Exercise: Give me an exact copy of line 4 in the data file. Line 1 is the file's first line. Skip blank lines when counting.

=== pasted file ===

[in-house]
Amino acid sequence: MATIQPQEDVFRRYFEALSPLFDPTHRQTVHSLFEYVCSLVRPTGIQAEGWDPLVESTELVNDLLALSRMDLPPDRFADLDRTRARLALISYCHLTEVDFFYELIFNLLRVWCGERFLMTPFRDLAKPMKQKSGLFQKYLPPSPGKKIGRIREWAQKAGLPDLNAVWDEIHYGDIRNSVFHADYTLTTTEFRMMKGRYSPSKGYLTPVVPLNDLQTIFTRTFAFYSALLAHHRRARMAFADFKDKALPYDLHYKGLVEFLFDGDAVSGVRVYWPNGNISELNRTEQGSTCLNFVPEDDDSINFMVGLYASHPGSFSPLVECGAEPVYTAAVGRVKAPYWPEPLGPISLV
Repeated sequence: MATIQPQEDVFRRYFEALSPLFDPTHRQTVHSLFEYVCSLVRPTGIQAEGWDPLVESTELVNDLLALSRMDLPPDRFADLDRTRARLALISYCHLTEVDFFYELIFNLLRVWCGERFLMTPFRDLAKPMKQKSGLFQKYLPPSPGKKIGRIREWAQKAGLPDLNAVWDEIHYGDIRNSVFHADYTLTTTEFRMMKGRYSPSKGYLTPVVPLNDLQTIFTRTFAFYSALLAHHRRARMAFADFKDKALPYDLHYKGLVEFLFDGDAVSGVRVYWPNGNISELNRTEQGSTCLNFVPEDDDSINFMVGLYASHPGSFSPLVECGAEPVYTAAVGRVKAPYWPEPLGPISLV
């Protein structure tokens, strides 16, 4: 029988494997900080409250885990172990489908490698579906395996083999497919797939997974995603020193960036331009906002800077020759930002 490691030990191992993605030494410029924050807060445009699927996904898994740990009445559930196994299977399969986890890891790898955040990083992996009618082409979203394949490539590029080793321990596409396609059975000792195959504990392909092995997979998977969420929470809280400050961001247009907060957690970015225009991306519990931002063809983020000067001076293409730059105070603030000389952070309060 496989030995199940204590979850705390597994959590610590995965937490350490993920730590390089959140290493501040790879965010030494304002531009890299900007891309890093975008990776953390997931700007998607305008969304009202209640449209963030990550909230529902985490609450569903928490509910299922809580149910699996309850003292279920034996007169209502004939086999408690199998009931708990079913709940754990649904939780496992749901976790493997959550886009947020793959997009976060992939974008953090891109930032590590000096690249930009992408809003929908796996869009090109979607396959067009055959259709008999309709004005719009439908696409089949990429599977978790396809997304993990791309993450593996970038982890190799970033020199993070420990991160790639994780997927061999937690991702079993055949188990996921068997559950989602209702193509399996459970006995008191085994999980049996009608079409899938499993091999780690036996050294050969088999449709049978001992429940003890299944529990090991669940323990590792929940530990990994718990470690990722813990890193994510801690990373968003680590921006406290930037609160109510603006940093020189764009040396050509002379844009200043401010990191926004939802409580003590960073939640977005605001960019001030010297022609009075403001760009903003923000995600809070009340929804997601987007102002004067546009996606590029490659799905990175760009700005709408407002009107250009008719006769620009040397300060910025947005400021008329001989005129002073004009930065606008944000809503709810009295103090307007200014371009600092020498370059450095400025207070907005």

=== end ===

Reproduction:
């Protein structure tokens, strides 16, 4: 029988494997900080409250885990172990489908490698579906395996083999497919797939997974995603020193960036331009906002800077020759930002 490691030990191992993605030494410029924050807060445009699927996904898994740990009445559930196994299977399969986890890891790898955040990083992996009618082409979203394949490539590029080793321990596409396609059975000792195959504990392909092995997979998977969420929470809280400050961001247009907060957690970015225009991306519990931002063809983020000067001076293409730059105070603030000389952070309060 496989030995199940204590979850705390597994959590610590995965937490350490993920730590390089959140290493501040790879965010030494304002531009890299900007891309890093975008990776953390997931700007998607305008969304009202209640449209963030990550909230529902985490609450569903928490509910299922809580149910699996309850003292279920034996007169209502004939086999408690199998009931708990079913709940754990649904939780496992749901976790493997959550886009947020793959997009976060992939974008953090891109930032590590000096690249930009992408809003929908796996869009090109979607396959067009055959259709008999309709004005719009439908696409089949990429599977978790396809997304993990791309993450593996970038982890190799970033020199993070420990991160790639994780997927061999937690991702079993055949188990996921068997559950989602209702193509399996459970006995008191085994999980049996009608079409899938499993091999780690036996050294050969088999449709049978001992429940003890299944529990090991669940323990590792929940530990990994718990470690990722813990890193994510801690990373968003680590921006406290930037609160109510603006940093020189764009040396050509002379844009200043401010990191926004939802409580003590960073939640977005605001960019001030010297022609009075403001760009903003923000995600809070009340929804997601987007102002004067546009996606590029490659799905990175760009700005709408407002009107250009008719006769620009040397300060910025947005400021008329001989005129002073004009930065606008944000809503709810009295103090307007200014371009600092020498370059450095400025207070907005």